Pakistan airspace denial: students, diplomats urge India to end impasse

Denial of airspace by Pakistan is affecting Indian students and hindering the smooth conduct of diplomacy. Indian students based in Central Asia and diplomats of various countries have urged the Government of India to engage Pakistan on restoring airspace rights that were suspended after India hit targets in Pakistani territory on February 26.

“Earlier we paid around ₹30,000 but while returning in June, I had to pay around ₹60,000. We are students and cannot afford such high rates that airlines are charging us. We have reached out to former External Affairs Minister Sushma Swaraj on social media but our complaints were not addressed,” says Ashutosh Kumar Singh, a fifth year MBBS student of the Kazakh National Medical University of Almaty.

Students say that apart from the hike in ticket prices, they also have to deal with the extra long distance that Central Asian airlines are forced to fly, as Pakistan remains out of bounds for India-bound flights. “We have to spend a day or more in airports of Central Asia or the Gulf region before boarding a connecting flight that will fly the elongated route,” says a student who studies in Kazakhstan.

Students who booked tickets months in advance were inconvenienced when Air Astana, the biggest Central Asian airline suspended its flights to India after Pakistan denied airspace. It restarted flights on June 29, but it is yet to start the earlier daily flights. At present, the flights are operated only on Tuesdays, Thursdays, Saturdays and Sundays.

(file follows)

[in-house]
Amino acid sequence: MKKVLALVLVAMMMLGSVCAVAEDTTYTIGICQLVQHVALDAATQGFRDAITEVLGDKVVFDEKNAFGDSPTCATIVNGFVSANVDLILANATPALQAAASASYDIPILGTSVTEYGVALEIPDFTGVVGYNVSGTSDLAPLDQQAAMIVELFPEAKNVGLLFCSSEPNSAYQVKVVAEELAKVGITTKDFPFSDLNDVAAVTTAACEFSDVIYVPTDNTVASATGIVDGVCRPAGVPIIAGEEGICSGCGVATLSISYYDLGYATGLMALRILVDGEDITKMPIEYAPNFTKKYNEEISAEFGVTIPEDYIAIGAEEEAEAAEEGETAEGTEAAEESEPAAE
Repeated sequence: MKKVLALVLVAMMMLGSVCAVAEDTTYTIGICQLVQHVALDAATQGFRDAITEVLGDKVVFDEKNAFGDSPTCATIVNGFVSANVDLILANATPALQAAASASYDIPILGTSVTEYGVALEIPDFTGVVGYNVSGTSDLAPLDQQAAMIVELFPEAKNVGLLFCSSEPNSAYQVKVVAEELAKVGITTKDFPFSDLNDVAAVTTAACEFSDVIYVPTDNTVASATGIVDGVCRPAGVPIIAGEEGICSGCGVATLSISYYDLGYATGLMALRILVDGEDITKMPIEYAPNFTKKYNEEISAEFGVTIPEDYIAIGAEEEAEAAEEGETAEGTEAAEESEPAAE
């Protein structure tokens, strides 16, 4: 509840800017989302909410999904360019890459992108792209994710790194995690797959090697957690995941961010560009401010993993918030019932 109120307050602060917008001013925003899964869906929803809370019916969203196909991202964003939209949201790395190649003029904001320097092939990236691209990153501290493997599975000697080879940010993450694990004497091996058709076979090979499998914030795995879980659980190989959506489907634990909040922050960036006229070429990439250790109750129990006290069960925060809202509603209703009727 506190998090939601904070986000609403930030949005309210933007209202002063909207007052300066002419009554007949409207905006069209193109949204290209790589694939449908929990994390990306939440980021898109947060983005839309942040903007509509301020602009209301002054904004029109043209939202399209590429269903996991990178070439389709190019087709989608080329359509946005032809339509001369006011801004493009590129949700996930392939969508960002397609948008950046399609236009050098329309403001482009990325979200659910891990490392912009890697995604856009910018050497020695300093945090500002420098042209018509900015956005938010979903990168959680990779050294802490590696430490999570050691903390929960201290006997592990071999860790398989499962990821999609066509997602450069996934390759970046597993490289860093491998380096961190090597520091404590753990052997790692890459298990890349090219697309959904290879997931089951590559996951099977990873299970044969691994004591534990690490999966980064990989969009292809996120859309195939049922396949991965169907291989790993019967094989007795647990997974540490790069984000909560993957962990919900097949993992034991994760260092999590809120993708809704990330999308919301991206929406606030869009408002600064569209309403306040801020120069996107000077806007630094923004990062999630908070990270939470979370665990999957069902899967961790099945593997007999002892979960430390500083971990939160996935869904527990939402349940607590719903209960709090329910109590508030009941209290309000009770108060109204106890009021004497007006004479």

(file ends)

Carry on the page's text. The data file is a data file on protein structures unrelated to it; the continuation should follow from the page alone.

Kartarpur religious corridor

Students say that despite the tense ties, India has managed to maintain dialogue with Pakistan over the construction of the Kartarpur religious corridor. “If government can hold talks for religious corridor project with Pakistan, why is it not discussing the air corridors that is the requirement of thousands of inbound and outbound air passengers,” asks Zubair, a medical student

Diplomats too are disturbed by the difficulties they are facing in travelling to India. A Russian diplomat pointed out that Moscow was waiting for the end of Pakistan’s airspace denial. “It’s a bilateral issue that is affecting a huge number of countries. All Central Asian countries are facing enormous difficulties because of this issue. We are waiting for the opening of the airspace,” he said, adding that the Delhi-Moscow travelling time now took eight hours, and often connecting flights were lost because of the long duration flights that airlines needed to fly because of Pakistan’s blockade.

A Ukrainian diplomat also pointed out that the flying time from Delhi to Kiev had become at least two hours longer, leading to cancellation of connecting flights.

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Printable version | Oct 22, 2020 9:58:18 PM |

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